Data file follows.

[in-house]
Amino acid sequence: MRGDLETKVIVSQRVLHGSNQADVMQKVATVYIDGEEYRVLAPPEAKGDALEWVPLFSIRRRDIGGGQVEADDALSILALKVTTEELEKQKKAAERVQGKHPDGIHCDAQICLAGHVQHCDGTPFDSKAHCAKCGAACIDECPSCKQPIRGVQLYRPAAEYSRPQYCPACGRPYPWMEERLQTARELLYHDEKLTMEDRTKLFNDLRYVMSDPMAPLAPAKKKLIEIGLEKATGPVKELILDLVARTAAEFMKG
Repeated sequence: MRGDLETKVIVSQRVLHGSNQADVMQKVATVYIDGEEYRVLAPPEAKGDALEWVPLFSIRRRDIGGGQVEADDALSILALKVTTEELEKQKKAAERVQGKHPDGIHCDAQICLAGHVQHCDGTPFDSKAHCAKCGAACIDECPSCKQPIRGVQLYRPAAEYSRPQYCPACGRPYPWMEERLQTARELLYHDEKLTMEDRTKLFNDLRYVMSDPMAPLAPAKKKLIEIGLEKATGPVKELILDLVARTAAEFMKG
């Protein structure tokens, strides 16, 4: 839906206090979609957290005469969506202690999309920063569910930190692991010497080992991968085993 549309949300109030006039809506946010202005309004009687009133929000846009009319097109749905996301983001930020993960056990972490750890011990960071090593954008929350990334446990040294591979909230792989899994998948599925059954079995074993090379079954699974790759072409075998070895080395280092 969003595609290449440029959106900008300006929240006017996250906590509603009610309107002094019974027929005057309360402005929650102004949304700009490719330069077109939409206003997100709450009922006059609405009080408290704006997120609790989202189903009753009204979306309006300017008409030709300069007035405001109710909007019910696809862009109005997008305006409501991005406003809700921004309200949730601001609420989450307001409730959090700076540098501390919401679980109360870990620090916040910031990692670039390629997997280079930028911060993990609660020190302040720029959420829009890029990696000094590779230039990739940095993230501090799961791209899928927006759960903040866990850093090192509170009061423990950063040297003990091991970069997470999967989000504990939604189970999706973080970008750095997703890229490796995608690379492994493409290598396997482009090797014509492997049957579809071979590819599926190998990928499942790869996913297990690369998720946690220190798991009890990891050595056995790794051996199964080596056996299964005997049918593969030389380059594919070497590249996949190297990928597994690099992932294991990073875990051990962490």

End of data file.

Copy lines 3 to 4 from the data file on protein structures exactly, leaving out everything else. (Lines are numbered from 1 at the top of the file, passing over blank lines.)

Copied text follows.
Repeated sequence: MRGDLETKVIVSQRVLHGSNQADVMQKVATVYIDGEEYRVLAPPEAKGDALEWVPLFSIRRRDIGGGQVEADDALSILALKVTTEELEKQKKAAERVQGKHPDGIHCDAQICLAGHVQHCDGTPFDSKAHCAKCGAACIDECPSCKQPIRGVQLYRPAAEYSRPQYCPACGRPYPWMEERLQTARELLYHDEKLTMEDRTKLFNDLRYVMSDPMAPLAPAKKKLIEIGLEKATGPVKELILDLVARTAAEFMKG
């Protein structure tokens, strides 16, 4: 839906206090979609957290005469969506202690999309920063569910930190692991010497080992991968085993 549309949300109030006039809506946010202005309004009687009133929000846009009319097109749905996301983001930020993960056990972490750890011990960071090593954008929350990334446990040294591979909230792989899994998948599925059954079995074993090379079954699974790759072409075998070895080395280092 969003595609290449440029959106900008300006929240006017996250906590509603009610309107002094019974027929005057309360402005929650102004949304700009490719330069077109939409206003997100709450009922006059609405009080408290704006997120609790989202189903009753009204979306309006300017008409030709300069007035405001109710909007019910696809862009109005997008305006409501991005406003809700921004309200949730601001609420989450307001409730959090700076540098501390919401679980109360870990620090916040910031990692670039390629997997280079930028911060993990609660020190302040720029959420829009890029990696000094590779230039990739940095993230501090799961791209899928927006759960903040866990850093090192509170009061423990950063040297003990091991970069997470999967989000504990939604189970999706973080970008750095997703890229490796995608690379492994493409290598396997482009090797014509492997049957579809071979590819599926190998990928499942790869996913297990690369998720946690220190798991009890990891050595056995790794051996199964080596056996299964005997049918593969030389380059594919070497590249996949190297990928597994690099992932294991990073875990051990962490």